Once you have properly brazed the assembly, you will need to clean the brazed joint. Cleaning a braze joint is a two step process. The first step is to remove all flux residues. Second, pickle the joint to remove any oxide scale formed during the brazing process.
Step 1: Flux Removal
Flux removal is a simple, but essential operation. Flux residues are chemically corrosive and, if not removed, could weaken certain joints. Since most brazing fluxes are water soluble, the easiest way to remove them is to quench the assembly in hot water (120°F/50°C or hotter). Best bet is to immerse them while they're still hot, just making sure that the filler metal has solidified completely before quenching.
The glass-like flux residues will usually crack and flake off. If they're a little stubborn, brush them lightly with a wire brush while the assembly is still in the hot water. You can use more elaborate methods of removing flux as well like an ultrasonic cleaning tank to speed the action of the hot water or live steam.
Troubleshooting When Removing Flux
The only time you run into trouble removing flux is when you haven't used enough of it to begin with or you've overheated the parts during the brazing process. Then the flux becomes totally saturated with oxides, usually turning green or black. In this case, the flux has to be removed by a mild acid solution. A 25% hydrochloric acid bath (heated to 140- 160°F/60-70°C) will usually dissolve the most stubborn flux residues.
Simply agitate the brazed assembly in this solution for 30 seconds to 2 minutes. No need to brush. A word of caution: acid solutions are potent, so when quenching hot brazed assemblies in an acid bath, be sure to wear a face shield and gloves. After you've gotten rid of the flux, use a pickling solution to remove any oxides that remain on areas that were unprotected by flux during the brazing process.
Step 2: Pickling Oxide Scale
The best pickle to use is generally the one recommended by the manufacturer of the brazing materials you're using.
Highly oxidizing pickling solutions, such as bright dips containing nitric acid, should be avoided if possible, as they attack the silver filler metal. If you do find it necessary to use them, keep the pickling time very short.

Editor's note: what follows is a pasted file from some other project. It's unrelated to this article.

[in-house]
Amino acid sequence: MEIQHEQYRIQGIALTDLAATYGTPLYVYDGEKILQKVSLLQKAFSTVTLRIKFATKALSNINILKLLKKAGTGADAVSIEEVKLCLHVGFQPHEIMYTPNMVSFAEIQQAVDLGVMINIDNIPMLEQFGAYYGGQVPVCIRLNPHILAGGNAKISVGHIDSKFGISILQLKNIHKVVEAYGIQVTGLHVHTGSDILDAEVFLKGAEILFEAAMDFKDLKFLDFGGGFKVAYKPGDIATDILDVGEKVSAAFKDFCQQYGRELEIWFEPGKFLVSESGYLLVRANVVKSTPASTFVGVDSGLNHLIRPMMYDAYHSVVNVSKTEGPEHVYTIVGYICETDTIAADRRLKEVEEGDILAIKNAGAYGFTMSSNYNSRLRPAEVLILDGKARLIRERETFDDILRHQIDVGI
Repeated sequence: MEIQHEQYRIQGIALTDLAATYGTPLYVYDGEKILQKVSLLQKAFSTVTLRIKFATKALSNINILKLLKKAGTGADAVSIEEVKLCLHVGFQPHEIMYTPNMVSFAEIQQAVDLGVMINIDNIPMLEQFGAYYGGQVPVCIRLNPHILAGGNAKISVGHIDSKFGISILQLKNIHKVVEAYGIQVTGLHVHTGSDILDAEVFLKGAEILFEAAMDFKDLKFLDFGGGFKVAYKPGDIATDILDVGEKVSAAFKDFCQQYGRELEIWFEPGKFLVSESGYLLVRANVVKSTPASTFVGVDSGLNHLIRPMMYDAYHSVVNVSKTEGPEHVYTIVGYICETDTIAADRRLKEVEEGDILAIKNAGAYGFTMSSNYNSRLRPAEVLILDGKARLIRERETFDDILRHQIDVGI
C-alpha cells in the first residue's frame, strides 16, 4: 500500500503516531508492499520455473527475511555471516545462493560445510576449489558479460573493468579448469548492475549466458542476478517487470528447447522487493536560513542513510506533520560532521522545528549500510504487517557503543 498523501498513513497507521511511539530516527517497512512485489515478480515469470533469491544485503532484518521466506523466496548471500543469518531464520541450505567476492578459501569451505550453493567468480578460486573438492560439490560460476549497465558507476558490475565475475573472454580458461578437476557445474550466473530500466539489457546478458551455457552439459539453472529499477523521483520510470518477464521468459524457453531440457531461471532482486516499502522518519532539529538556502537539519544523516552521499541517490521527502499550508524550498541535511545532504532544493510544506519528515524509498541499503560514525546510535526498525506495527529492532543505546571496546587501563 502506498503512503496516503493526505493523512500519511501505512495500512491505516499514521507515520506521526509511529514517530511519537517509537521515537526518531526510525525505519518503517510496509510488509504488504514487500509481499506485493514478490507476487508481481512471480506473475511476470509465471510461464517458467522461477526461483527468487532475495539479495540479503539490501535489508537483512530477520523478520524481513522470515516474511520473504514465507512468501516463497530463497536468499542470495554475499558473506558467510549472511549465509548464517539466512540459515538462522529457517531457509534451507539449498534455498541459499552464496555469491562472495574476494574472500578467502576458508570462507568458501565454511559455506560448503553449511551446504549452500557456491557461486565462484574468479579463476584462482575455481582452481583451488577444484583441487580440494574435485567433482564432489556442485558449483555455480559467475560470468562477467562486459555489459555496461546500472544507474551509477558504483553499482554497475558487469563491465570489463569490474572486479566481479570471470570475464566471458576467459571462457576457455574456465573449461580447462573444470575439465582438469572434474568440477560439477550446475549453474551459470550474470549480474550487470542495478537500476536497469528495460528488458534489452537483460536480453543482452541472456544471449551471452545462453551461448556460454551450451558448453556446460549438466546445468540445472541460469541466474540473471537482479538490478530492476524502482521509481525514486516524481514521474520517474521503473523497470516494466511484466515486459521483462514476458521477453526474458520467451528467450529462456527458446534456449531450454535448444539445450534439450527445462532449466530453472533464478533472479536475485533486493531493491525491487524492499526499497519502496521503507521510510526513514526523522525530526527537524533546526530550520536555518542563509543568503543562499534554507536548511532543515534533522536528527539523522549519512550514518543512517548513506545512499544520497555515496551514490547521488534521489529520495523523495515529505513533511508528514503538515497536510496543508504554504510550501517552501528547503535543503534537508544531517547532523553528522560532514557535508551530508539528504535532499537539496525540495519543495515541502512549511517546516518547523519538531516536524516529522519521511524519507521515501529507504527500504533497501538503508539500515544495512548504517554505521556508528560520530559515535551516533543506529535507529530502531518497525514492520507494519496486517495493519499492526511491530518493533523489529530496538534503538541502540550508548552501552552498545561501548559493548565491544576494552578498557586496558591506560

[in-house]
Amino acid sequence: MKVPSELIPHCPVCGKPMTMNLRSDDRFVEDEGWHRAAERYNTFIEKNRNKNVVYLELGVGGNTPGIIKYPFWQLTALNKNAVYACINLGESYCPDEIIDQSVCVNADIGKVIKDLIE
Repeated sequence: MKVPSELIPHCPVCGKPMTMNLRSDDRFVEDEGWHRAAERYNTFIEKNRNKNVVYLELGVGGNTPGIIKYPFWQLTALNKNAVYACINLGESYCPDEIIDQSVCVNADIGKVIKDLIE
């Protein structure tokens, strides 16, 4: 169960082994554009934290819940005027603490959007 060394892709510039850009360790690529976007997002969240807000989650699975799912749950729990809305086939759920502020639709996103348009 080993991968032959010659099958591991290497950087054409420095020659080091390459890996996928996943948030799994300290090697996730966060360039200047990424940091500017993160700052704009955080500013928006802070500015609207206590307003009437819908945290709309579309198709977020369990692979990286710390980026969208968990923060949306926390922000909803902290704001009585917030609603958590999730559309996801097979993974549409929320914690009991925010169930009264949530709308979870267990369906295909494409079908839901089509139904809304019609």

The pickling solutions recommended below may be used to remove oxides from areas that were not protected by flux during the brazing process and are typically used after the flux residue has been removed from the brazed assembly.
|Oxide removal from copper, brass, bronze, nickel silver and other copper alloys containing high percentages of copper.||10 to 25% hot sulphuric acid with 5 to 10% potassium dichromate added.||Pickling can be done at same time flux is removed. Will work on carbon steels, but if pickle is contaminated with copper, the copper will plate out on the steel and will have to be removed mechanically. This sulphuric pickle will remove copper or cuprous oxide stains from copper alloys. It is an oxidizing pickle, and will discolor the silver filler metal, leaving it a dull gray.|
|Oxide removal from irons and steels.||A 50% hydrochloric acid solution, used cold or warm, More diluted acid can be used (10 to 25%) at higher temperatures (140-160°F/60-70°C.)||A mixture of 1 part hydrochloric acid to 2 parts water can be used for Monel and other high nickel alloys. Pickling solution should be heated to about 180°F/80°C. Mechanical finishing is necessary for bright finishes. This HCI pickle is not like bright dips on nonferrous metals.|
|Oxide removal stainless steels and alloys containing chromium.||20% sulphuric acid, 20% hydrochloric acid, 60% water, used at a temperature of 170°-180°F(75-80°C.)||This pickle is followed directly by a 10% nitric dip, and then a clean water rinse.|
|20% hydrochloric acid, 10% nitric acid, 70% water, used at about 150°F(65°C.)||This pickle is more aggressive than the sulphuric-hydrochloric mixture listed above, and will etch both the steel and the filler metal.|
Once the flux and oxides are removed from the brazed assembly, further finishing operations are seldom needed. The assembly is ready for use, or for the application of an electroplated finish. In the few instances where you need an ultra-clean finish, you can get it by polishing the assembly with a fine emery cloth. If the assemblies are going to be stored for use at a later time, give them a light rust-resistant protective coating by adding a water soluble oil to the final rinse water.